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Title: Development of a cross-cultural hazard perception test
Author: Ventsislavova Petrova, Petya
ISNI:       0000 0004 8502 4908
Awarding Body: Nottingham Trent University
Current Institution: Nottingham Trent University
Date of Award: 2019
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This thesis is concerned with the development of a culturally-agnostic version of the UK hazard perception (HP) test, with the ultimate hope of providing a road safety assessment tool that can be exported to different countries whilst retaining its diagnostic validity. This aim was inspired by the United Nations Decade of Action on Road Safety (2010-2020), which was instigated to reduce the global burden of road deaths. The first three experiments explored the various design elements of a future global blueprint for hazard perception testing. Unfortunately, none of these studies revealed a difference between UK experienced and novice drivers, considered important for test validity. When the test was compared across three countries (using clips and participants from China, Spain and the UK; experiment 4), the experience difference was still elusive, though cultural differences were evident. To address the lack of validity, a new HP test-variant was developed: a hazard prediction test. This test presents the same driving clips to viewers, but the screen is occluded at the point of hazard onset and participants are asked "What happens next?". In a UK sample, experiment 5 finally showed an experiential difference. When taken back to China and Spain (experiment 6), the overall experiential difference remained, while cultural differences were ameliorated. Following further development of the hazard prediction protocol (experiment 7), the test was applied to a brand new cultural context in Israel. Once again, the hazard prediction test was successful in differentiating between safe and less-safe drivers on the basis of experience. In conclusion, the hazard prediction test appears to be a more robust methodology for international export, ostensibly reducing problems of criterion bias, subjective judgements on scoring windows, and language difficulties in explaining what a hazard is. The final chapter summarises this blueprint for a culturally-agnostic hazard test, and recommends the protocol be adopted globally.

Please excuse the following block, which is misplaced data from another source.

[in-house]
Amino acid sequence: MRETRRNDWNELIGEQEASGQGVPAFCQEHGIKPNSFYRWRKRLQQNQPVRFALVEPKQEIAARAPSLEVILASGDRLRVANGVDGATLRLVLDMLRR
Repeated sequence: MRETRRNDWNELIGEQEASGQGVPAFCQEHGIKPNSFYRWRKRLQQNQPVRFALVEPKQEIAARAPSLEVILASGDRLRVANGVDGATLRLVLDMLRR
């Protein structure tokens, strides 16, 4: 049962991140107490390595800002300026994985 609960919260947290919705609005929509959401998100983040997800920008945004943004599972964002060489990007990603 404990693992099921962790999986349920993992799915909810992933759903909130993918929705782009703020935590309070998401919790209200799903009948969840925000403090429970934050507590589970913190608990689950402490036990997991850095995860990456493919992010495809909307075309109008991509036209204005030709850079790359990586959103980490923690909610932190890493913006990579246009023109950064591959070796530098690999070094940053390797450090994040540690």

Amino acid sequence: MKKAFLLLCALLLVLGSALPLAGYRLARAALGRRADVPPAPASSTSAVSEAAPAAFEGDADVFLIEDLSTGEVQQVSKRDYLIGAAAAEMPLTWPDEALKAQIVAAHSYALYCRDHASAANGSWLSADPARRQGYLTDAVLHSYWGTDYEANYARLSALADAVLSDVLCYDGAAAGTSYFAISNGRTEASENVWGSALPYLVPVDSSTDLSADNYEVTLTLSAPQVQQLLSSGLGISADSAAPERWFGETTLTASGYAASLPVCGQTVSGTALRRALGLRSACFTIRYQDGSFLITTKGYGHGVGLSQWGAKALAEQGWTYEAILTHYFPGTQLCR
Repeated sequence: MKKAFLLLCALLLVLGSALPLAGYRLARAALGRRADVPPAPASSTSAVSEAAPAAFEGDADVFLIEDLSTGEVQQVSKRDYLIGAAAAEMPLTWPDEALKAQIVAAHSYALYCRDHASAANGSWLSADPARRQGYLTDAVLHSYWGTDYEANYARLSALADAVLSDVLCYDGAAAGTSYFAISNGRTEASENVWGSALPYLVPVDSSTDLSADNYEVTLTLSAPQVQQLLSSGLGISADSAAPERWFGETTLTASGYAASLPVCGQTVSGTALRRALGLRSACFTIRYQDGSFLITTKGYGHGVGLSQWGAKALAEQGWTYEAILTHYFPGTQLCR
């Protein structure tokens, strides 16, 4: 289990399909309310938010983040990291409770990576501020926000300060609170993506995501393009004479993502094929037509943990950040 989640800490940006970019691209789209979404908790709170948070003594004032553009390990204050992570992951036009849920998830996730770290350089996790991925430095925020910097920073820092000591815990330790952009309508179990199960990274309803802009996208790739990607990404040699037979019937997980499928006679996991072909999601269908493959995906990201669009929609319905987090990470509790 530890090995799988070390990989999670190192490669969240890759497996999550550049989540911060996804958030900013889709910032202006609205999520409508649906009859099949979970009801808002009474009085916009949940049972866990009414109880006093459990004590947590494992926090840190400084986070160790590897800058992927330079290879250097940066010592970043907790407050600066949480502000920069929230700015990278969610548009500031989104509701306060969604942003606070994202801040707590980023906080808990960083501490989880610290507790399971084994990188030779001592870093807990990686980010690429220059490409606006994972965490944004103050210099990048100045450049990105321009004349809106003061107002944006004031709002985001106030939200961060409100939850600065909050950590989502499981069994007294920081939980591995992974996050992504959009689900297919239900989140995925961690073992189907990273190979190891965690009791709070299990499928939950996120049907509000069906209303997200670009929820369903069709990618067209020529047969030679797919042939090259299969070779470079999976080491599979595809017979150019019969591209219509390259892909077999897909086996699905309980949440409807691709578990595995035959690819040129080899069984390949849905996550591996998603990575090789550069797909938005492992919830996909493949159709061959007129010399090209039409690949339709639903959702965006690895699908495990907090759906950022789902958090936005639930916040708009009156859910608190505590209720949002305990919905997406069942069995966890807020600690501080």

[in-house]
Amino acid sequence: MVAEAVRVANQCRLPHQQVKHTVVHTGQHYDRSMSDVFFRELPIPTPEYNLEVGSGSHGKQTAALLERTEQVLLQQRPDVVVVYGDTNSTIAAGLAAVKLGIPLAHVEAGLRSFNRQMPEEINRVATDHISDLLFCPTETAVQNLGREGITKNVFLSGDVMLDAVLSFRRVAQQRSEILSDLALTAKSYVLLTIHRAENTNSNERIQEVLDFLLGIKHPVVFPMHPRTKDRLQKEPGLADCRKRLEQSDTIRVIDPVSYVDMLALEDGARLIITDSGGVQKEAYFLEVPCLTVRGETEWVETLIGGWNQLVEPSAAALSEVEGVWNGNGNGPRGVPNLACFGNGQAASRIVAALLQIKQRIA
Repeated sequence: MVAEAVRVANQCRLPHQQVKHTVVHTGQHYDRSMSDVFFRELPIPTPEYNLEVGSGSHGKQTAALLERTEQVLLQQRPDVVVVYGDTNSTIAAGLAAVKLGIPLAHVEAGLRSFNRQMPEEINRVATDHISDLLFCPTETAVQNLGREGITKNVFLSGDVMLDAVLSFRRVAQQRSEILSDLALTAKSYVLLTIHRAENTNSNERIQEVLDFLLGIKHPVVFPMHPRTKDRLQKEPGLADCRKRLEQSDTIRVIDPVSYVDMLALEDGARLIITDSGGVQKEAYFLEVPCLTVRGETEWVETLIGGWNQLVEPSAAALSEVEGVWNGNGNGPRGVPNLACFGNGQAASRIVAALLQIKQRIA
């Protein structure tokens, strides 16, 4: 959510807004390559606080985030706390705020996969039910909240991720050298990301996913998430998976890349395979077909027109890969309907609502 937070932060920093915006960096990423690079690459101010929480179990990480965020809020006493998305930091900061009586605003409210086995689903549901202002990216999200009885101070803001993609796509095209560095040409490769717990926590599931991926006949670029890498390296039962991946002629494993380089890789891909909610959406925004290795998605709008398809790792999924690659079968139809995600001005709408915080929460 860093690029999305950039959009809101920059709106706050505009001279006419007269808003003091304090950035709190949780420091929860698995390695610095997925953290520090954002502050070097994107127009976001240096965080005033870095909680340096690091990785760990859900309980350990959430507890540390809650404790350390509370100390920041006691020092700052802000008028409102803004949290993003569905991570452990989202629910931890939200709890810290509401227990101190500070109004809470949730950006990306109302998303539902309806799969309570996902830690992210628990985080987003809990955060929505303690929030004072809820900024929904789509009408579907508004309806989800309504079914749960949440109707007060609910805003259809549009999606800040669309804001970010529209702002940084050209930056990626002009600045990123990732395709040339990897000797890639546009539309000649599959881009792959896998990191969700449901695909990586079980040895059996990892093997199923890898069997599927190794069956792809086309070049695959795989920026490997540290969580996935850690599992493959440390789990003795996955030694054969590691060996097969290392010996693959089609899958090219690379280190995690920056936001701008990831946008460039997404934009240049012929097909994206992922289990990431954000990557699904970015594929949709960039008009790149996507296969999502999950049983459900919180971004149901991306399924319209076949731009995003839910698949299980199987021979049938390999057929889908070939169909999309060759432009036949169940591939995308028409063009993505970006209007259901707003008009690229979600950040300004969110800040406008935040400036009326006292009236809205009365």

Supervisor: Not available Sponsor: Not available
Qualification Name: Thesis (Ph.D.) Qualification Level: Doctoral
EThOS ID:  DOI: Not available